West, Ian. 2013. Bencliff Grit of the Corallian, Osmington Mills, Dorset; Geology of the Wessex Coast of southern England. Internet site: www.southampton.ac.uk/~imw/osben.htm. By Dr. Ian West, Romsey, Hampshire and School of Ocean and Earth Sciences, National Oceanography Centre Southampton Southampton University, UK. Version 11th June 2012.
Osmington Corallian - Part 3 - Bencliff Grit

By Ian West,
Romsey, Hampshire
and Visiting Scientist at:
Faculty of Natural and Environmental Science
Southampton University,

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Home and Contents | | Osmington - Pt. 1 - Introduction |Osmington - Pt. 2 - Osmington Mills to Ringstead |Osmington Pt. 3 - Bencliff Grit |Osmington Pt. 4 - Osmington Oolite | |Osmington Pt. 5 - Black Head | Osmington - Pt. 6 - Corallian Fossils | Osmington - Pt. 7 - Bibliography | Petroleum Geology of the South of England| | Poxwell Quarry and Anticline (with borehole into Corallian). |Osmington - Bencliff Grit, with oil sand

Spherical concretions or doggers are being eroded out of the Bencliff Grit, to the east of Osmington Mills, Dorset, 2nd March 2009

Calcite-cemented, non-septarian, nodules in the Bencliff Grit Formation, Corallian Group, seen in the cliff section between Osmington Mills and Ringstead, Dorset, looking west, 2nd March 2009

Compare the Bencliff Doggers to the Moeraki Boulders of New Zealand, but, of course, they have nothing to do with electric arcs!

A single calcite-cememted nodule in the the Bencliff Grit, to the east of Osmington Mills, Dorset, 2nd March 2009

Top of the Bencliff Grit at Osmington Mills, Dorset

Doggers or concretions of the Bencliff Grit seen in place in the sandstone, east of Osmington Mills, Dorset, November 2006

Go to another Osmington Guide?

Osmington - Pt. 1 - Introduction
Osmington - Pt. 2 - Osmington Mills to Ringstead
Osmington - Pt. 3 - Bencliff Grit
Osmington - Pt. 4 - Osmington Oolite
Osmington - Pt. 5 - Black Head
Osmington - Pt. 6 - Corallian Fossils
Osmington - Pt. 7 - Bibliography

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Redcliff Point to Bran Point, near Osmington Mills, Dorset - geological map of Arkell

This map shows the location of the exposures of the Bencliff Grit in the Osmington Mills area. The best section is in the cliffs to the east of Osmington Mills.

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The major risk at the exposure of the Bencliff Grit east of Osmington Mills is that of being hit by falling rock. Safety helmets should be worn. Keep back from the cliff as much as possible. Try to minimise approach to the cliff, although detailed study will inevitably require some close proximity to the Bencliff Grit. It can be reached under the shore ledge of the Osmington Oolite Bed 1 (limestone) which swings out away from the cliffs. This gives easy access to the upper part. In the area of the oil sand there is some risk and the cliff should be looked at carefully before study. In good dry weather there may be no rock fall. In certain weather conditions the cliffs may become dangerous. This is more likely during or after heavy rain or when frost is melting. Phases of erosion and undercutting may increase the risk of cliff falls.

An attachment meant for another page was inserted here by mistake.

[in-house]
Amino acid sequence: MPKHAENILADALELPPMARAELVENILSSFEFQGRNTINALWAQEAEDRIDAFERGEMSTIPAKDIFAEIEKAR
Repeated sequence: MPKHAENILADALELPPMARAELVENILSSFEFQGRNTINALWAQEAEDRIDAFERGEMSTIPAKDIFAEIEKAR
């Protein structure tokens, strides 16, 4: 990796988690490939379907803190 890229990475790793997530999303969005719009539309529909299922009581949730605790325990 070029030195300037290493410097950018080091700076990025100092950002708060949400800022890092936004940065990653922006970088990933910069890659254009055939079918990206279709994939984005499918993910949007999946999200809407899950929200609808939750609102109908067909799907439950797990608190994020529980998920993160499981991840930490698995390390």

There is no overall generalisation with regard to safety here; the state of the cliffs must be assessed by the field leader or visitor at the time of study with full consideration given to weather and tide conditions. Risk can be reduced by looking out for places where there have been recent rockfalls or where there is obvious instability in the rocks above the beach.

There may be other risks but they are not common. In storm conditions there may be problems with waves approaching the beach. Prolonged stay on the coast in wet and cold conditions might on occasions make students liable to problems of hypothermia, although this is a not a common problem in this area. The tidal range is limited but it might cause minor difficulties, particularly in pushing a party close to the cliffs. It is therefore better to study the section at low tide but this is not essential.

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Bencliff Grit

The Bencliff Grit Formation is, cross-bedded sandstone with very large, ovoid, carbonate concretions. It is oxidised to brown at the surface but underground, as in the Poxwell Borehole it is grey and reduced. It takes its name from Bincleaves, a locality that is now built up, and situated on Portland Harbour between the Nothe and Sandsfoot Castle. Bincleaves or Bencliff is at the northwestern end of the Portland Harbour breakwater (here the Bencliff Grit is 5.5m. thick and overlain by 0.46m. of carbonate-cemented sandstone - it has large doggers or nodules of carbonate-cemented sandstone in the lower part Strahan (1898)). It is 5.8 metres thick (vertical thickness) in the nearby Poxwell Borehole

The Bencliff Grit is outcrops at various places in the Weymouth area. It is present on the shores of the Fleet at Wyke Regis. It is present at Redcliff Point. The best exposure is between Osmington Mills and Bran Point; this is the section discussed here.

The Bencliff Grit is mostly composed of fine-grained and well-sorted sands with finely broken plant debris. It does not appear to be very fossiliferous, partly because aragonitic fossils are easily dissolved in a permeable sandstone. Under the microscope there is some echinoid debris present. The sands form 80% to 90% of the formation, a mudstone facies about 5%, and a heterolithic facies of mixed mud and sand about 5-10% (Allen and Underhill, 1989).